Anxious and depressive components of Edinburgh Postnatal Depression Scale in maternal postpartum psychological problems.

J Perinat Med. 2013 Feb 21; 1-6
Petrozzi A, Gagliardi L

Abstract Background: The Edinburgh Postnatal Depression Scale (EPDS) is a widely used instrument for screening for postpartum depression, but it might also detect anxiety symptoms. Objective: To investigate the factor structure of the EPDS administered immediately after delivery and to understand which factors predict a high EPDS score 3 months later. Methods: A cohort of 594 Italian mothers delivering a healthy baby at Versilia Hospital completed the EPDS at two points in time: 2 days after delivery (T0) and 3 months later (T1) by telephone interview. Results: EPDS scores were higher at T0 than at T1. Overall, 15.7% of women at 2 days postpartum and 7.6% at 3 months later reported a score >9. The factor analysis of EPDS at T0 indicated a three-factor structure: “depression” (items 7-10), “anxiety” (items 3-6) and “anhedonia” (items 1-2). Anxious symptoms were quantitatively more important than depressive ones (mean 3.9 vs. 1.2) but tended to spontaneously ameliorate at T1, whereas total EPDS score at T1 was better predicted by depressive symptoms at T0 (discriminative ability 0.75 vs. 0.68). Conclusions: This study suggests that EPDS subscales immediately after delivery help understand the spectrum of maternal postpartum psychological problems. Anxious symptoms immediately after delivery are frequent but transient, linked probably to maternity blues or atypical depression, whereas the presence of depressive symptomatology at T0 suggests higher risk of later depressive disorders. HubMed – depression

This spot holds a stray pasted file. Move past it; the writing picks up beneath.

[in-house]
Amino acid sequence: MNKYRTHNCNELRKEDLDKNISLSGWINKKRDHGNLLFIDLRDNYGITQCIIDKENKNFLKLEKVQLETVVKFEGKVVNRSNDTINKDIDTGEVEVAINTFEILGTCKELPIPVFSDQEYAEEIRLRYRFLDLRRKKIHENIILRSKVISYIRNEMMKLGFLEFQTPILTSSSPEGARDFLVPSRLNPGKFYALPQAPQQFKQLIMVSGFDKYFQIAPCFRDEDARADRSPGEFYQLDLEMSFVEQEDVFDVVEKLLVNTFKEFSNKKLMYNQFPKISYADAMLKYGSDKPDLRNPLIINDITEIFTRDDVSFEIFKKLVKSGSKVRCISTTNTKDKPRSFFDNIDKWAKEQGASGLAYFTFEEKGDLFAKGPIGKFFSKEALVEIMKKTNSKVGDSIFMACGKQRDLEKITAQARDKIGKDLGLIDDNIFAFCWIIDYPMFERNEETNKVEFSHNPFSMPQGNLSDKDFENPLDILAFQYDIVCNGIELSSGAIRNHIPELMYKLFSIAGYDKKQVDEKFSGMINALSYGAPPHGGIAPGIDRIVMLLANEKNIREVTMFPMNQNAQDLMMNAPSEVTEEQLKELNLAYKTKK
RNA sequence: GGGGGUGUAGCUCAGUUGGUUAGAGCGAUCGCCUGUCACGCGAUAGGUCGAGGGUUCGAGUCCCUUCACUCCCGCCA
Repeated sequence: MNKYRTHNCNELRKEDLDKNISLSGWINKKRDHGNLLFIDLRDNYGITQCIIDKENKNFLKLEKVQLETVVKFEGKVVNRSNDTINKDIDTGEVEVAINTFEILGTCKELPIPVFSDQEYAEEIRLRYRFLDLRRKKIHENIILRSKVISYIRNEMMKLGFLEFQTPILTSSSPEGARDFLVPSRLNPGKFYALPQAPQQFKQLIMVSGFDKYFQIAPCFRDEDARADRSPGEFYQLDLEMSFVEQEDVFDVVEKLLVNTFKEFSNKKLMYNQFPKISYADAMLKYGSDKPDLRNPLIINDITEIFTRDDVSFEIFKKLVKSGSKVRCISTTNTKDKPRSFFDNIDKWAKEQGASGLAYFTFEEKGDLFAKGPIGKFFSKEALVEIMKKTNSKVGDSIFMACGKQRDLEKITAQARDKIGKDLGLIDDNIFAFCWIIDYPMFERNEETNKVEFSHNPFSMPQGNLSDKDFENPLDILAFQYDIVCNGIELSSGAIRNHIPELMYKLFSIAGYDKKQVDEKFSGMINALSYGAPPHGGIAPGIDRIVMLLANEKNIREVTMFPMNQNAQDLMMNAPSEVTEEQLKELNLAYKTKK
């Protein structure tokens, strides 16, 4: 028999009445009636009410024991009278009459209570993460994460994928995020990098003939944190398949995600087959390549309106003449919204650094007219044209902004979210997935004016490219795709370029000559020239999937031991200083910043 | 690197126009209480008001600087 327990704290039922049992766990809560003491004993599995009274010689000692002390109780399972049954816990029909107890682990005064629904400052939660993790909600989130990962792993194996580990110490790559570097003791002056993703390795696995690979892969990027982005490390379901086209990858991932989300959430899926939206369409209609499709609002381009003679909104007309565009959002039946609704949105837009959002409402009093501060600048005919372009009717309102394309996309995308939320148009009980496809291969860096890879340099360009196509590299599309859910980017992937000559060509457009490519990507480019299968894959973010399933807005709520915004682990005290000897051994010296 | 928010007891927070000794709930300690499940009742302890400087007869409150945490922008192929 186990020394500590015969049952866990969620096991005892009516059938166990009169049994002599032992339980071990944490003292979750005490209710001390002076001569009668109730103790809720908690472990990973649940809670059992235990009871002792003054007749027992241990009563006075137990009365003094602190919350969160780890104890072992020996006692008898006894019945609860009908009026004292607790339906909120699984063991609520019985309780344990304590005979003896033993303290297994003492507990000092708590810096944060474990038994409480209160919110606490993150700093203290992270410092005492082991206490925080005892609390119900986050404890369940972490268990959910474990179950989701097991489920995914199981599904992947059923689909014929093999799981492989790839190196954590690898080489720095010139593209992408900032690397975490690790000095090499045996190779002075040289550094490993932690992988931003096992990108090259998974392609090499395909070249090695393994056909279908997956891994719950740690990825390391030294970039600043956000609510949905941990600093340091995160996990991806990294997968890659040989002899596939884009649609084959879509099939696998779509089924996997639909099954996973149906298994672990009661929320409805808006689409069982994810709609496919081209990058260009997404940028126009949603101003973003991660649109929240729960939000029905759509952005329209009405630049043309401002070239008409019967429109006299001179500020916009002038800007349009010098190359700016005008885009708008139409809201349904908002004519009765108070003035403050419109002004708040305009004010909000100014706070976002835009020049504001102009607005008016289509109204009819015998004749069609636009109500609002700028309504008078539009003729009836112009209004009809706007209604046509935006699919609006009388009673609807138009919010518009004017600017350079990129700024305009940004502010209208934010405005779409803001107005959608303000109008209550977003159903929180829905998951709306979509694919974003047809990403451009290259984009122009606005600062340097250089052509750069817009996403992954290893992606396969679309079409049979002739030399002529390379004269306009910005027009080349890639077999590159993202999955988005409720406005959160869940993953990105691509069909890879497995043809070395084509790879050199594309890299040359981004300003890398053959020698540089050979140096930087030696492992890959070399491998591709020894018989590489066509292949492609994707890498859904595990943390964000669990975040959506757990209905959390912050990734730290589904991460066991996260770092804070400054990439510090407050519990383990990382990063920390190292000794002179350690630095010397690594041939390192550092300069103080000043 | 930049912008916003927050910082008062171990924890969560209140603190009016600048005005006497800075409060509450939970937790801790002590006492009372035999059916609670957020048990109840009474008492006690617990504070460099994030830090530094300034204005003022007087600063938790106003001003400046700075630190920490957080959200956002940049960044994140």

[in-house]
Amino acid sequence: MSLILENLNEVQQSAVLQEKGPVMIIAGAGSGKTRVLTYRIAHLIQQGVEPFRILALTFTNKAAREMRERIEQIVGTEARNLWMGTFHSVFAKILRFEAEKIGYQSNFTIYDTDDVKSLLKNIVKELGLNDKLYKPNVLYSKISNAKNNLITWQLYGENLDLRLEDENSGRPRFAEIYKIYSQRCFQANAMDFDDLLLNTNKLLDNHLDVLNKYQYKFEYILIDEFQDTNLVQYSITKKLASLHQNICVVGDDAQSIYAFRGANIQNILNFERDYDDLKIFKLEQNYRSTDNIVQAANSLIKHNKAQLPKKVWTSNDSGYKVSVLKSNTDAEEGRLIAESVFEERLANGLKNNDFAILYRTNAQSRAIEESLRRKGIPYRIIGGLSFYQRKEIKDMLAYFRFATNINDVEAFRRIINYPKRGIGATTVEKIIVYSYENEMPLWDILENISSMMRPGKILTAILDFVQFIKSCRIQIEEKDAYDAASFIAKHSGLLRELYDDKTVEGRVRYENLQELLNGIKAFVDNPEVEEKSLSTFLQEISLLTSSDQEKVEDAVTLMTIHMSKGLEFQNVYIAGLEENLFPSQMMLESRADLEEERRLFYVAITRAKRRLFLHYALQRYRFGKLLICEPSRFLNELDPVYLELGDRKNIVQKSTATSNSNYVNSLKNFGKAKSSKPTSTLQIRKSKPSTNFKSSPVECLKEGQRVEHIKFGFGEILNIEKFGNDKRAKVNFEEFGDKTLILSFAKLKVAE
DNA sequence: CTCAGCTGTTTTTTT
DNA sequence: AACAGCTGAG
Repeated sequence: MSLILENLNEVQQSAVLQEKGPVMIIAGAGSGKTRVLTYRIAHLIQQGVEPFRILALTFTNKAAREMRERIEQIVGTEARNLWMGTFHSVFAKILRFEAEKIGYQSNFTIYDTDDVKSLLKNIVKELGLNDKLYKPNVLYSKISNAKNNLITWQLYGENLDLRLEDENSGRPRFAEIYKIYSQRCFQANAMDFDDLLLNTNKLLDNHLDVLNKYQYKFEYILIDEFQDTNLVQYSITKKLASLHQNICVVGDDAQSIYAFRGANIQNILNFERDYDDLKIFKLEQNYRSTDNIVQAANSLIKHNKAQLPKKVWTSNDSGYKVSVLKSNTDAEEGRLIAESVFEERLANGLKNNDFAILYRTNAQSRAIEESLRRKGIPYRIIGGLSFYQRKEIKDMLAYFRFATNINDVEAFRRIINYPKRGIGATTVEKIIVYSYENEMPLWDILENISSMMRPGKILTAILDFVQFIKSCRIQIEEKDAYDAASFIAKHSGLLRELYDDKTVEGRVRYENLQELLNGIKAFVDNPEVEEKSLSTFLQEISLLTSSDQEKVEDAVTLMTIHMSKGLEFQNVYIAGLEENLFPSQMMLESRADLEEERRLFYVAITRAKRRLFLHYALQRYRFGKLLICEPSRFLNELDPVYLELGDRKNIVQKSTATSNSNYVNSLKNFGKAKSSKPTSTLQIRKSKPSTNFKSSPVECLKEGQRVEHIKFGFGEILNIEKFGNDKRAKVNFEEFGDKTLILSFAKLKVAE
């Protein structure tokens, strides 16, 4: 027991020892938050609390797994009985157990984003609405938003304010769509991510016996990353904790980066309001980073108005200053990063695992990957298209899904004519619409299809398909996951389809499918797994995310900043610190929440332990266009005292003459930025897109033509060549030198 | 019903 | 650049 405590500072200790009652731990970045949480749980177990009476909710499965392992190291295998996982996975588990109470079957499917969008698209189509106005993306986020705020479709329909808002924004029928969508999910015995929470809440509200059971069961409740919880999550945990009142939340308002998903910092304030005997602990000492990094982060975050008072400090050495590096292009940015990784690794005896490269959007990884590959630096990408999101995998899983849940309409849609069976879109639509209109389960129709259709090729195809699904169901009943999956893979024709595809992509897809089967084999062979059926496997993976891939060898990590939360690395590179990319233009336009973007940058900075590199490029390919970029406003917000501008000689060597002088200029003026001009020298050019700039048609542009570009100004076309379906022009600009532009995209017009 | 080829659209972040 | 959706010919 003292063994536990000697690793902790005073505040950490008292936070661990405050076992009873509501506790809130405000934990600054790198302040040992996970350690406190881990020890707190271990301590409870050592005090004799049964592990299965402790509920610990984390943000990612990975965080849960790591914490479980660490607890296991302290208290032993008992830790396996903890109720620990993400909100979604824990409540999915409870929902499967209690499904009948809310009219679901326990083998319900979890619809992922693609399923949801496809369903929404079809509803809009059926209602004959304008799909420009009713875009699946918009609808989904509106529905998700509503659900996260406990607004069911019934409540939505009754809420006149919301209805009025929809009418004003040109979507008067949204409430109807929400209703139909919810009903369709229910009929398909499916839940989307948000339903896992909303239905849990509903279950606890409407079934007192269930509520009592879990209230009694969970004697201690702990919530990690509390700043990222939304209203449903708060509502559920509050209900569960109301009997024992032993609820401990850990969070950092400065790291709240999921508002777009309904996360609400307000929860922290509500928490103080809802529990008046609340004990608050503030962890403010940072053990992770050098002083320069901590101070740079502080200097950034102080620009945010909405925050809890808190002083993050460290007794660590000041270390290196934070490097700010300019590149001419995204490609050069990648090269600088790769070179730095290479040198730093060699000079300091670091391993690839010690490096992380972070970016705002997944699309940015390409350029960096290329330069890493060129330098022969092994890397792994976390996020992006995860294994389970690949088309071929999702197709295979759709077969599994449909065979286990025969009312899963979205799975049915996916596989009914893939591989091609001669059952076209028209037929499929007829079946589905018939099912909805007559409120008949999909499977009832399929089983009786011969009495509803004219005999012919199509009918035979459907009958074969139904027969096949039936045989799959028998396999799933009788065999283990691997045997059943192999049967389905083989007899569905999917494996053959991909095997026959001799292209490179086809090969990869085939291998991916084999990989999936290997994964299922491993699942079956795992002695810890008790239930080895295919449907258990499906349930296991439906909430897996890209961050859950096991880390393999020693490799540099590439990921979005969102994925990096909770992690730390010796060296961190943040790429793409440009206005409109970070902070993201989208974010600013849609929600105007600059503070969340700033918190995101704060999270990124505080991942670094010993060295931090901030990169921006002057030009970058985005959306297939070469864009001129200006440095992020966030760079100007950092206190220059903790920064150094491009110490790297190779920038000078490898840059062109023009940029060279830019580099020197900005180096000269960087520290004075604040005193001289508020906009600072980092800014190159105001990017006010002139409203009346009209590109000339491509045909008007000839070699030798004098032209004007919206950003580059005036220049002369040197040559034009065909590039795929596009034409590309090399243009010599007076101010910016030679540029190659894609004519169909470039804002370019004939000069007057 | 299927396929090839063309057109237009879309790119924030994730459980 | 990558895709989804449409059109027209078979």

Early Life Course Pathways of Adult Depression and Chronic Pain.

J Health Soc Behav. 2013 Feb 20;
Goosby BJ

Applying cumulative inequality theory, this study examines the extent to which childhood socioeconomic disadvantage and maternal depression increase the risk of major depression and chronic pain in U.S. working-aged adults. Further, I assess whether low socioeconomic status amplifies the risk of adult depression and/or pain. Using data from the 2003 National Comorbidity Survey Replication (N=4339), I find that socioeconomic disadvantage and maternal depression during youth increases the risk of adult depression and/or chronic pain. The probability of having chronic pain increases in magnitude over the life course for adults whose parents have lower educational attainment relative to those with more highly educated parents. Childhood socioeconomic circumstances are not completely explained by adulthood socioeconomic status indicators. These findings help illustrate the far-reaching influence of childhood context on adult physical and mental health. HubMed – depression



Depression Treatment: Quinoa – Subscribe to our email newsletter! Welcome to Superfoods. Usually we would advise against eating your problems away. But this week, we’re talking about foods that not only taste good but will actually make you feel better too. Learn how the nutrients from quinoa interact with your brain to produce the chemicals that help fight off depression. ABOUT SUPERFOODS: This weekly show spotlights super healthy foods and shows viewers how to incorporate them into their everyday diets. Get the skinny on everything from kale to pomegranates, learn delicious and easy recipes, and pick up tricks on how to add these super foods into the dishes you already love.